In 2003, Walmart and the DoD announced their intention to have all cases and pallets tagged with RFID.1 That created a wave of hype and investment in RFID, but did not create the hoped-for sustained market growth at that time. However, over the past few years, we’ve witnessed a resurgence of interest and substantial growth in RFID use, especially in item-level apparel where well over a billion tags have been shipped this year. But RFID is being used in more sectors than just apparel and in some truly creative and high-value ways.
As outlined in “Item-level Retail RFID: The Retail Revolution and Why Now for RFID” there are many different potential uses throughout the supply chain and many potential benefits. But we wanted to find out exactly what is driving this new surge of interest? Which use cases are being implemented now and in the near future? What are retailers trying to accomplish and what kinds of changes are they actually realizing when they implement RFID?
ChainLink is currently conducting research to find answers to these questions and draw a clearer picture of exactly what is happening with RFID in retail (click here to see or participate in the survey). We have some hypotheses and early indicators. For example, we know one of the primary drivers is the ability to do much more rapid, frequent, and accurate cycle counting on the store floor, resulting in reduction in phantom inventory and out-of-stocks, and hence increased sales. But we know that is not the only reason retailers are implementing RFID. Early results from our survey indicate a surprising number of people implementing RFID for loss prevention. Other uses we are exploring include promotion management, product authentication, sample tracking, warranty and returns management, uses in D.C. (such as receipt verification, cycle counting, pack/ship verification), Home Delivery (delivery tracking, proof-of-delivery), in-aisle/mobile checkout, embedded in toys and games, ‘smart’ dressing room, and more.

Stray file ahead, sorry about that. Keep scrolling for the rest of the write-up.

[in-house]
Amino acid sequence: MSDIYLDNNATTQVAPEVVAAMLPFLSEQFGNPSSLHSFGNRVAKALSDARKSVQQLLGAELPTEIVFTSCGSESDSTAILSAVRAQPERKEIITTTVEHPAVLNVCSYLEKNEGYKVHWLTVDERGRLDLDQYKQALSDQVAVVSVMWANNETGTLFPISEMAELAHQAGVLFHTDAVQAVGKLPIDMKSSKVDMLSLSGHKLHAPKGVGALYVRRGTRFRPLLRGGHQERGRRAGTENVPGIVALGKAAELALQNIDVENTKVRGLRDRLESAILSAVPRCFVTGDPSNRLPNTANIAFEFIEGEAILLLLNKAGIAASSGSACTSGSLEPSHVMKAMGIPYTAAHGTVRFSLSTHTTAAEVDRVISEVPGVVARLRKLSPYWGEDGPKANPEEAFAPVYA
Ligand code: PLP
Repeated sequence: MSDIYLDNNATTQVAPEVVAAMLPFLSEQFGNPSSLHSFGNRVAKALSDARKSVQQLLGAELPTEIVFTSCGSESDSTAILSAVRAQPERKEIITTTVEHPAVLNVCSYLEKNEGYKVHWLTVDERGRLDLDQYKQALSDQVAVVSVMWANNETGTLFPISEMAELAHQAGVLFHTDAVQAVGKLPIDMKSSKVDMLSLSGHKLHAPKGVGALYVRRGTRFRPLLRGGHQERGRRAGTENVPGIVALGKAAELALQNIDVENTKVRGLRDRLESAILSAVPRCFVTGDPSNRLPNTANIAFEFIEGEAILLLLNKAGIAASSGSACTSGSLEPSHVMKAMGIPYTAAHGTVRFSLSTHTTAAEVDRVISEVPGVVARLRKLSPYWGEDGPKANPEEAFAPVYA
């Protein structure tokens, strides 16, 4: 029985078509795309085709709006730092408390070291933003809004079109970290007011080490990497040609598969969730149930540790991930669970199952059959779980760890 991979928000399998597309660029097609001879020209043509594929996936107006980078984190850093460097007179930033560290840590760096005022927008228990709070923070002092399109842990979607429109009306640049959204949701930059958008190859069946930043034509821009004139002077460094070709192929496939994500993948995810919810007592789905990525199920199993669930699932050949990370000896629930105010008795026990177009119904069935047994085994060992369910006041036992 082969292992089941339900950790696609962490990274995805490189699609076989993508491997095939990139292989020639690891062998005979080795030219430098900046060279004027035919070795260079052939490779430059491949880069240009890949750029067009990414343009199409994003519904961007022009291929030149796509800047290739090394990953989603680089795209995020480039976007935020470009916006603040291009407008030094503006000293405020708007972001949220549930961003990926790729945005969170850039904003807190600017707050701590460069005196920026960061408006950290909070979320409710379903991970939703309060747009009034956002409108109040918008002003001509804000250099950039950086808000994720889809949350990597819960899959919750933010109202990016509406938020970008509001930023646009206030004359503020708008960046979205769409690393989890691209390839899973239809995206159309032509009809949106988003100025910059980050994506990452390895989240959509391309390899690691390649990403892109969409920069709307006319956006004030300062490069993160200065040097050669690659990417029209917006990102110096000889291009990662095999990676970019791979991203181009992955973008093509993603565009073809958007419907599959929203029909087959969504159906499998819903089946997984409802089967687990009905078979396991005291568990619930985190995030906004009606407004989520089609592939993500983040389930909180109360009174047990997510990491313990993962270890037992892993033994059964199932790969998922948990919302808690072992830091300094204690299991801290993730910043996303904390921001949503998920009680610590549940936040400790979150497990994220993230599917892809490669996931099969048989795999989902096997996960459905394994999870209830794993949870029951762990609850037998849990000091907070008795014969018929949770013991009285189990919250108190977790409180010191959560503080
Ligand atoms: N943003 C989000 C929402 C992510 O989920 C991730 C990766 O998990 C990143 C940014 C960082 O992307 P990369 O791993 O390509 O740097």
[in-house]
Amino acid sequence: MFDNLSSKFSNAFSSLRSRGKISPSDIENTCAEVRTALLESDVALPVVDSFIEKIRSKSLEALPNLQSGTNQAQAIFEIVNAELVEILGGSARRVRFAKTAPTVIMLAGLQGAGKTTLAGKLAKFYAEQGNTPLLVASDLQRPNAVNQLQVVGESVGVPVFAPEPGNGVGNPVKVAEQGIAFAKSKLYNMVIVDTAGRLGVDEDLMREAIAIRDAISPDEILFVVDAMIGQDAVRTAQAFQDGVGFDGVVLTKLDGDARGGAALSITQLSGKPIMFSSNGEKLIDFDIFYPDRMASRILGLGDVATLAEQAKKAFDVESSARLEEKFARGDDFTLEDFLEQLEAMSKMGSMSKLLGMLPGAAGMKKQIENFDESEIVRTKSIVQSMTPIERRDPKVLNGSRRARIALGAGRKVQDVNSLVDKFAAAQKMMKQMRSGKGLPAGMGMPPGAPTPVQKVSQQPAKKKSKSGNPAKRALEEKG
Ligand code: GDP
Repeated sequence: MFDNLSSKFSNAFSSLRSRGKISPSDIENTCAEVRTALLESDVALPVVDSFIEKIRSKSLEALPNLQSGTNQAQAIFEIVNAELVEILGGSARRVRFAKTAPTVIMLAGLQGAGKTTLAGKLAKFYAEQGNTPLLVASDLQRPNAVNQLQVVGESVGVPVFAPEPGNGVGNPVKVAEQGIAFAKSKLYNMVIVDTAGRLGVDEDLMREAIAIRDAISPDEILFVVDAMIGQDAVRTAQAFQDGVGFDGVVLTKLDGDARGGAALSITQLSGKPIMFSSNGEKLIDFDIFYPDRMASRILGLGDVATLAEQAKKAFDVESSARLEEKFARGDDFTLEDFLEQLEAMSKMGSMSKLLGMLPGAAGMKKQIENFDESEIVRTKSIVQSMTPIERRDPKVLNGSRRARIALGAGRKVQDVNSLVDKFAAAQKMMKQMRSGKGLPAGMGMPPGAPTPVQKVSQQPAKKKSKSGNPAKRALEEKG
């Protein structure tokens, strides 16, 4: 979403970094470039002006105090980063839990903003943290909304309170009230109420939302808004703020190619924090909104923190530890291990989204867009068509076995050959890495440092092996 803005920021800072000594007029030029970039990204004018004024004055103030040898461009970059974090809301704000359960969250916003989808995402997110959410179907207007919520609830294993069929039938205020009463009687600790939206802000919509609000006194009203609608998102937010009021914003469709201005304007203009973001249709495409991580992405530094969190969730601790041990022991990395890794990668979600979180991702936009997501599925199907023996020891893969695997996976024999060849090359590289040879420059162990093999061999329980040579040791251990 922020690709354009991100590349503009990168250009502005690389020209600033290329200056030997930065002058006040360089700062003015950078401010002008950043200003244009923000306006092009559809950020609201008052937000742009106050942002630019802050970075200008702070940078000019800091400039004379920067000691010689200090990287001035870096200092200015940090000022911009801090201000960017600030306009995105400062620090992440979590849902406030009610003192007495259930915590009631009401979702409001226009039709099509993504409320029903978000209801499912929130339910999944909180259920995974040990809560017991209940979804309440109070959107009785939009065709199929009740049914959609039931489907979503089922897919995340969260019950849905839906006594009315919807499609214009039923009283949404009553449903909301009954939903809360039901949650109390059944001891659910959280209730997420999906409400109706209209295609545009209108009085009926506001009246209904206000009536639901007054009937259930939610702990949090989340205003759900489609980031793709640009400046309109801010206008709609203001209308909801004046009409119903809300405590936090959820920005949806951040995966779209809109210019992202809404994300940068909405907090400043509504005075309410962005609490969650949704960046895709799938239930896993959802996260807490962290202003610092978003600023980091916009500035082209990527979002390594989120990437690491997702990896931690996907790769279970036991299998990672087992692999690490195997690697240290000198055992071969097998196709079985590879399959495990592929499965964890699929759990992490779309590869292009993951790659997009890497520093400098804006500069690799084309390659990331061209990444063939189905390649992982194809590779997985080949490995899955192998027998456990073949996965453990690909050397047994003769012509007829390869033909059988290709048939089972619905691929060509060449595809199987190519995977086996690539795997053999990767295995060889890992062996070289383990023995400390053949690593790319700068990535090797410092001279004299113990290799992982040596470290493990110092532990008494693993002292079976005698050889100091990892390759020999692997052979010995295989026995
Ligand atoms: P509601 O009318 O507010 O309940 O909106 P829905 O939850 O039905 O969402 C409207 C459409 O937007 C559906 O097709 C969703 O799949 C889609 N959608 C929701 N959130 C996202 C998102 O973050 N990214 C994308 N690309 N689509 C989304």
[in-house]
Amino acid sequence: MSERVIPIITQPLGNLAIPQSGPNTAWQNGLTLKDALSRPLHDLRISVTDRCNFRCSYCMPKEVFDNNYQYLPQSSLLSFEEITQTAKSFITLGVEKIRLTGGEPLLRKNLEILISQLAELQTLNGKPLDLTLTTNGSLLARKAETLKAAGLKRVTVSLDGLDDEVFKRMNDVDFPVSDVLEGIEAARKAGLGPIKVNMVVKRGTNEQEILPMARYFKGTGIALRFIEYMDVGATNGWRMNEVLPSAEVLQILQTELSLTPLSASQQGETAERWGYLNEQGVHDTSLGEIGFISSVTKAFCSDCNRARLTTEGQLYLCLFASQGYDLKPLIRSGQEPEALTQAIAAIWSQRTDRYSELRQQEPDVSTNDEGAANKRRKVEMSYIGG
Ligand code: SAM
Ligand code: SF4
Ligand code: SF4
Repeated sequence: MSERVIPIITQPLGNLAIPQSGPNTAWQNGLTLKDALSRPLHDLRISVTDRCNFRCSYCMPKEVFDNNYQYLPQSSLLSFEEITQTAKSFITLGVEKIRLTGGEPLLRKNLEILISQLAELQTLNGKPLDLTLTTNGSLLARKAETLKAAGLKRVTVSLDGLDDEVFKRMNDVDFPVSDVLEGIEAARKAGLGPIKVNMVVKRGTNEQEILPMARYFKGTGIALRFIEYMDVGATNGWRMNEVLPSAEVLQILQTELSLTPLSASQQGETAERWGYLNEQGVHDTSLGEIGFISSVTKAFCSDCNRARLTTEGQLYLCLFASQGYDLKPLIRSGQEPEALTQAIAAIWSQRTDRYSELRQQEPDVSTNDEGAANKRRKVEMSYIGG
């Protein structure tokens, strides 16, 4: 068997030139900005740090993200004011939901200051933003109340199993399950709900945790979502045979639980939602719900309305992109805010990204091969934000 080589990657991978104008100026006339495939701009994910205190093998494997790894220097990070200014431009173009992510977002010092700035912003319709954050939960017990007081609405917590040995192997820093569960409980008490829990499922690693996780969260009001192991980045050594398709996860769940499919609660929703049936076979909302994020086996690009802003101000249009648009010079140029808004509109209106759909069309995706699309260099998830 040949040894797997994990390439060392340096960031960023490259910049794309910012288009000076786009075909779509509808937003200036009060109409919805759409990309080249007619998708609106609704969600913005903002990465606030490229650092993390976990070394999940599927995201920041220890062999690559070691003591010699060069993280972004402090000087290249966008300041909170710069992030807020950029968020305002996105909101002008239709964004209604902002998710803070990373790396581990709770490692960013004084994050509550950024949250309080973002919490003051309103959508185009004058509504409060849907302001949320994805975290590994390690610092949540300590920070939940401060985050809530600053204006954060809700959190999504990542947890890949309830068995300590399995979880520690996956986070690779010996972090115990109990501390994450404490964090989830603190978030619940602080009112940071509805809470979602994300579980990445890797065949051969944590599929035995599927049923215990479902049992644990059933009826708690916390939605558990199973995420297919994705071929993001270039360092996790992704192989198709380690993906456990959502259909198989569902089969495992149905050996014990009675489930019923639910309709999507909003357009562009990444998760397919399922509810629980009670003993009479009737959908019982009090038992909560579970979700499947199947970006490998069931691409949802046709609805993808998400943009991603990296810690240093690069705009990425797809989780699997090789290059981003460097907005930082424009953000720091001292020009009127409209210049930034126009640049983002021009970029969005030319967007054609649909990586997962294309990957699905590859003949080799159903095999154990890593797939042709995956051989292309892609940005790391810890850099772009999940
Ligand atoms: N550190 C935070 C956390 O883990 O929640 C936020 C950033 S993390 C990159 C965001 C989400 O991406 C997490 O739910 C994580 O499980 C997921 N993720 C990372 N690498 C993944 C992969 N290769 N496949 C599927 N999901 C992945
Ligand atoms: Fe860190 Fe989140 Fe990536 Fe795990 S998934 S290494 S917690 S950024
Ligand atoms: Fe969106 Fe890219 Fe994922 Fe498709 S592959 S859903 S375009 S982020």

Please click here to see the survey and participate.
The critical questions are how prevalent are these practices, what are the challenges, and what is the real value gained from these programs? And of course, for those not doing RFID now, what’s in their future?
If you work for (or have worked for) a retailer, especially one who is doing or considering doing an RFID implementation, now is your chance to include your perspective and experience. We would very much appreciate your participation in this research. Participants will receive a copy of the results, help advance the state of the industry, and learn more about what others are doing with RFID in Retail — what is being done, what types of challenges are being faced in the process, what value is being realized, and what will be done next.
To view other articles from this issue of the brief, click here.